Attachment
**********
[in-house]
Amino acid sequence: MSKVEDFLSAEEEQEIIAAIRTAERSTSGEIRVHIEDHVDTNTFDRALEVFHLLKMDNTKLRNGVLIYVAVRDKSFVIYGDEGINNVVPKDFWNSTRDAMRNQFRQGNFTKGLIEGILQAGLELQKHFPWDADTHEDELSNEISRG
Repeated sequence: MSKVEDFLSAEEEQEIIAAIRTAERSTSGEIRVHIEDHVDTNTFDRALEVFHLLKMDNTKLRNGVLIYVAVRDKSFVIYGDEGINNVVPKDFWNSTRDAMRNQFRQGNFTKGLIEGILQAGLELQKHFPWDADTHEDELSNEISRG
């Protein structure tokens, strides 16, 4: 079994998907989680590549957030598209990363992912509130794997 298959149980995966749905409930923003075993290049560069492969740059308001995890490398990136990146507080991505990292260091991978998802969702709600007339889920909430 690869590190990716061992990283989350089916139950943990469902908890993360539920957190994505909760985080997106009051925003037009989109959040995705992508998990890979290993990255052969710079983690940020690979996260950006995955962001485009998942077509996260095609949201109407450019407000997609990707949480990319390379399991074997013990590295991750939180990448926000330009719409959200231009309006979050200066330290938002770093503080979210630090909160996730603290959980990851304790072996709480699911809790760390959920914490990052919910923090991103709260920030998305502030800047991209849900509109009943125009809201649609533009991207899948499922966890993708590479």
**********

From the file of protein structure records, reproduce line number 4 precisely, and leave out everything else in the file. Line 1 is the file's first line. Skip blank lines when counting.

């Protein structure tokens, strides 16, 4: 079994998907989680590549957030598209990363992912509130794997 298959149980995966749905409930923003075993290049560069492969740059308001995890490398990136990146507080991505990292260091991978998802969702709600007339889920909430 690869590190990716061992990283989350089916139950943990469902908890993360539920957190994505909760985080997106009051925003037009989109959040995705992508998990890979290993990255052969710079983690940020690979996260950006995955962001485009998942077509996260095609949201109407450019407000997609990707949480990319390379399991074997013990590295991750939180990448926000330009719409959200231009309006979050200066330290938002770093503080979210630090909160996730603290959980990851304790072996709480699911809790760390959920914490990052919910923090991103709260920030998305502030800047991209849900509109009943125009809201649609533009991207899948499922966890993708590479």